In Transit takes documentary great Albert Maysles into the sunset

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      Directed by Albert Maysles. Rating unavailable

      The absorbing In Transit was the final directing effort by documentary hero Albert Maysles, who—along with late brother David and the similarly long-lived and Bostonian Frederick Wiseman, still working at 87—pioneered the influential fly-on-the-wall style of Grey Gardens and Gimme Shelter. Maysles died two years ago at 88, but not before finding himself with a team of younger filmmakers who gained striking intimacy with ordinary passengers on the evocatively named Empire Builder, a long-distance train running through some of the most economically and environmentally devastated parts of the U.S.

      Culled from multiple trips both east and west on a trail line running from Chicago to Seattle and back, the 76-minute film jumps around achronologically—more like a collection of stories than a novel—although a through-line is provided by return visits with several compelling travellers. Some threads are economic, with rootless men chasing after oil jobs in the Dakotas and timber work in the Northwest, as both pursuits are already fading. Others are following romantic pursuits with uncertain outcomes.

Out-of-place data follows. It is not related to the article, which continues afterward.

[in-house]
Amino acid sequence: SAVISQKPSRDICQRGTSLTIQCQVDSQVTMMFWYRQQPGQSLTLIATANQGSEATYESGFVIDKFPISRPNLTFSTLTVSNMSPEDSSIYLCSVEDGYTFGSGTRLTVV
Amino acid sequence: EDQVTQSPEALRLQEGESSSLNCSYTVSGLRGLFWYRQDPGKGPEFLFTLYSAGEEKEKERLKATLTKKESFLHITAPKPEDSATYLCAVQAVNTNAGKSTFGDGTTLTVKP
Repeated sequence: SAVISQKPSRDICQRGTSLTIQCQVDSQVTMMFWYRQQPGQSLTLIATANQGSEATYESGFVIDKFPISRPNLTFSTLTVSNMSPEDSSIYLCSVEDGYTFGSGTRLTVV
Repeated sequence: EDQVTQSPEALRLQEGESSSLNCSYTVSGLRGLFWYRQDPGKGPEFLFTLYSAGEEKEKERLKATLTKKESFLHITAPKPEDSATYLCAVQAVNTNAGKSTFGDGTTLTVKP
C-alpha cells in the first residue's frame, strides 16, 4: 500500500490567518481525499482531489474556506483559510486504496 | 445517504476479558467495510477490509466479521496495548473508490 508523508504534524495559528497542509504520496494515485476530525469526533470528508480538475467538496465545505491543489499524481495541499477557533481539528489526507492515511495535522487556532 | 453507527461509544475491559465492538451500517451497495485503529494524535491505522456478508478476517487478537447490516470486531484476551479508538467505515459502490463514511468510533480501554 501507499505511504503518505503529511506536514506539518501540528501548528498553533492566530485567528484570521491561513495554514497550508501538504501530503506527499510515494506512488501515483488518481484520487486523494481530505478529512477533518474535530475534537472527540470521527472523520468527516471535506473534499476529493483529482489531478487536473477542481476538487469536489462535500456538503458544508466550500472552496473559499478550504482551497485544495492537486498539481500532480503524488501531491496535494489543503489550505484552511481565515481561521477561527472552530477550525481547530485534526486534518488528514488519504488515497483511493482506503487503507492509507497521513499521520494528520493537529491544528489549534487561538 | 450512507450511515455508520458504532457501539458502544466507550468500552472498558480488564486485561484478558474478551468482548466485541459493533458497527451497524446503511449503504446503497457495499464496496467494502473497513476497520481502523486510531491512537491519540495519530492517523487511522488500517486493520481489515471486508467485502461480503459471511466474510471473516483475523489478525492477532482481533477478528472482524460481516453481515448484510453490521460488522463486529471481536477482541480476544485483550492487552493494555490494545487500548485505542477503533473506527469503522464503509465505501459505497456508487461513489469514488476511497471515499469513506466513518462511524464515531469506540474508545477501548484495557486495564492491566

Issues of race and family connect many riders, as with the single mom with four interracial children trying to win over her angry father. Elsewhere, a past-due pregnant woman hopes to join her family in time for the birth, and a young black dad, himself fatherless, finds philosophical guidance from an old-timer he stumbles upon in this real-life journey.

      Outside, majestic vistas of snow-capped mountains and roaring rivers zip by as seemingly time-frozen passengers read, play cards and guitars, and chat with friends and strangers. Launched in 1929, three years after Maysles was born, the Empire Builder, now operated by Amtrak, represents the kind of sleek mobility that brought people together long before Facebook and Skype. Earlier this year, Donald Trump announced deep cuts to Amtrak, and regulars on this most northerly route expect to see it—like so many things that used to unify Americans—vanish during his presidency.